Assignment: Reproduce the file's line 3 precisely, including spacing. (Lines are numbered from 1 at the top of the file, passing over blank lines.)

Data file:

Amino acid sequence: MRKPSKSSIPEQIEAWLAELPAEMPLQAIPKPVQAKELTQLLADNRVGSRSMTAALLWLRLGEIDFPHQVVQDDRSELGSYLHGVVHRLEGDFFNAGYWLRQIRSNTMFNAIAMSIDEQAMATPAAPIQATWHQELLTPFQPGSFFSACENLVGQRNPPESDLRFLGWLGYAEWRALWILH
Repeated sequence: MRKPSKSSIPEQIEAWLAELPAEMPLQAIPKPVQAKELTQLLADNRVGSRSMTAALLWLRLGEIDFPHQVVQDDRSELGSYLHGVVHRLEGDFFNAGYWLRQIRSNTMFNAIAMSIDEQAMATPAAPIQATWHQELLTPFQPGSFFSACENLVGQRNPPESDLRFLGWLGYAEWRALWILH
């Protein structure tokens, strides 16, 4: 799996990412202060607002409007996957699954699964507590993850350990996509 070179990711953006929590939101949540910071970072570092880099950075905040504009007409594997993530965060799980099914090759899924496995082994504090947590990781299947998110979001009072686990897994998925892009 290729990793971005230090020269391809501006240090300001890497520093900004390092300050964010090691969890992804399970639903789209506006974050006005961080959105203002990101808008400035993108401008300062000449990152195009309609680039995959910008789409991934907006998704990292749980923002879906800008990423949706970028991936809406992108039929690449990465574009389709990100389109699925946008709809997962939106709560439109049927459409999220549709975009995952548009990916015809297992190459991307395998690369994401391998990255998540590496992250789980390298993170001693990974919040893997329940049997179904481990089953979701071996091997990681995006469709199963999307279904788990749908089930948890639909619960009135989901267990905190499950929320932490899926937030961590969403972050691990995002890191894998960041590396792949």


């Protein structure tokens, strides 16, 4: 799996990412202060607002409007996957699954699964507590993850350990996509 070179990711953006929590939101949540910071970072570092880099950075905040504009007409594997993530965060799980099914090759899924496995082994504090947590990781299947998110979001009072686990897994998925892009 290729990793971005230090020269391809501006240090300001890497520093900004390092300050964010090691969890992804399970639903789209506006974050006005961080959105203002990101808008400035993108401008300062000449990152195009309609680039995959910008789409991934907006998704990292749980923002879906800008990423949706970028991936809406992108039929690449990465574009389709990100389109699925946008709809997962939106709560439109049927459409999220549709975009995952548009990916015809297992190459991307395998690369994401391998990255998540590496992250789980390298993170001693990974919040893997329940049997179904481990089953979701071996091997990681995006469709199963999307279904788990749908089930948890639909619960009135989901267990905190499950929320932490899926937030961590969403972050691990995002890191894998960041590396792949």